Combining techniques to create more environmentally friendly, heat resistant, and transparent plastics

Nagoya University

Researchers in Japan have developed a new technique for creating polymers. This discovery is expected to lead to the development of plastics that are more environmentally friendly, heat resistant, and transparent.

Previous research, such as that performed by Nobel laureate Giulio Natta’s group in the 1960s, created polymers using a technique called asymmetric cationic polymerization. However, their group could not control the molecular weight. Controlling the molecular weight of polymers, especially those used in the engineering of plastics, is important because it affects many of the properties of the plastics. Stiffer-flowing, high molecular weight polymers offer the best performance as they are tougher and more resistant to chemical and environmental damage.

A group that includes Lecturer Mineto Uchiyama and Professor Masami Kamigaito of the Graduate School of Engineering at Nagoya University, and Professor Kotaro Sato of the Tokyo Institute of Technology, has successfully synthesized optically active polymers with controlled molecular weight. To develop the combination technique of asymmetric living cationic polymerization, they combined two existing techniques: their living cationic polymerization and Natta’s asymmetric cationic polymerization. This new technique creates polymers with controlled molecular weight and high optical activity that can be chemically controlled. Their findings are reported in the Journal of the American Chemical Society.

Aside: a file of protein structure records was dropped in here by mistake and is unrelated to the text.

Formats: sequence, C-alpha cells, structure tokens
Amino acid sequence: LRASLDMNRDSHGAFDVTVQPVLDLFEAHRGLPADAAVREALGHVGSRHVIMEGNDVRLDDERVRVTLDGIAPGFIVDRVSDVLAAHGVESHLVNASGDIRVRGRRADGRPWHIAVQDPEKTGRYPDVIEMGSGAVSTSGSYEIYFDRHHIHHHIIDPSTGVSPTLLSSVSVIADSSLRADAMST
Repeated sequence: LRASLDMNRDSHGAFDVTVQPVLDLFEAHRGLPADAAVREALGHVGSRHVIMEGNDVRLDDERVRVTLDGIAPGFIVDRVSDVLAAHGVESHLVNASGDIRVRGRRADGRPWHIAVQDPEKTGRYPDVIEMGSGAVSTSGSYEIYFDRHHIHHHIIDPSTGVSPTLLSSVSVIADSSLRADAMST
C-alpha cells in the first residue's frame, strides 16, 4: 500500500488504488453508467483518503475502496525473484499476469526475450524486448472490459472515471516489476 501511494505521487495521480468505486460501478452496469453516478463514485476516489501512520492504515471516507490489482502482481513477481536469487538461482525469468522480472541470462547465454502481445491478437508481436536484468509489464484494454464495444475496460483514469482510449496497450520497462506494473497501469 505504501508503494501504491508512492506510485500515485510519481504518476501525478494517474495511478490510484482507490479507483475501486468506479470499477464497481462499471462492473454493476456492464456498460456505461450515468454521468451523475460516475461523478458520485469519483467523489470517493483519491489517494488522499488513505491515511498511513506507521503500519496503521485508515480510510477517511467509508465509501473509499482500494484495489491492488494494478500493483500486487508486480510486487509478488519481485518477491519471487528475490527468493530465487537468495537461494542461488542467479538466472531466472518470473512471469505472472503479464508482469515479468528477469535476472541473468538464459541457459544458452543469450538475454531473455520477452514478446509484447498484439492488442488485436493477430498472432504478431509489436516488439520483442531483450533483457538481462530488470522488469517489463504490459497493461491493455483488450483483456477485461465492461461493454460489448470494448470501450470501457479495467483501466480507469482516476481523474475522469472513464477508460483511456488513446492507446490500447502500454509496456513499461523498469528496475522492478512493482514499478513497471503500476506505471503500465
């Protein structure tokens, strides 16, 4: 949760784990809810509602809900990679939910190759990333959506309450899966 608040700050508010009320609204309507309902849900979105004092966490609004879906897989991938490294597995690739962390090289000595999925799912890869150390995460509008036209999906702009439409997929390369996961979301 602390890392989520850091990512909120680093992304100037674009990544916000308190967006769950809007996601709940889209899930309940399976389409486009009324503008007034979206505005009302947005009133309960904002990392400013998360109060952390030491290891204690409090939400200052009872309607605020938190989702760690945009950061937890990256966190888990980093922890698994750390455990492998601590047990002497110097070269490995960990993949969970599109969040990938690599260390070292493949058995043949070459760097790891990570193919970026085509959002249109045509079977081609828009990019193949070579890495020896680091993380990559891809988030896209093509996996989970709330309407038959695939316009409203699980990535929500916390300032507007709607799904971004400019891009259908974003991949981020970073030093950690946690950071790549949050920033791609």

Monomers are the building blocks of polymers and come from various sources. To test their new technique, the group started with benzofuran, which can be derived from natural resources and is a precursor of the polymer polybenzofuran. Benzofuran forms rigid polymers with a high glass transition temperature and high transparency. It is also chemically recyclable. Its high glass transition temperature means that the polymer maintains its hard shape, even at extreme temperatures. Therefore, benzofuran is useful for the creation of sustainable transparent thermoplastics.

As Lecturer Uchiyama explains, “Our novel polymerization method could control both the chirality and the molecular weight of polybenzofuran, leading to unique optically active polymer materials with highly controlled structures. This research is expected to lead not only to the development of new precision polymerization reactions but also to the development of new functional polymer materials. Since polybenzofuran has the properties of a highly heat resistant plastic, it is expected to become a new material as a heat resistant resin with optical activity.”

Furthermore, Uchiyama sees numerous uses for the compound. “Polybenzofuran has a structure similar to polystyrene, which is one of the main plastics used daily for various products, such as plastic containers, cases, and packaging,” he says. “While polybenzofuran is not used as a commercially available plastic, it has a stiffer molecular structure and a higher glass transition temperature than polystyrene. We see it being used as a new plastic with good thermal properties. Furthermore, its unique optical properties could give additional functionalities.”

The research was supported by a Grant-in-Aid for Scientific Research on Science and Technology from the Japan Society for the Promotion of Science and by the Asahi Glass Foundation.

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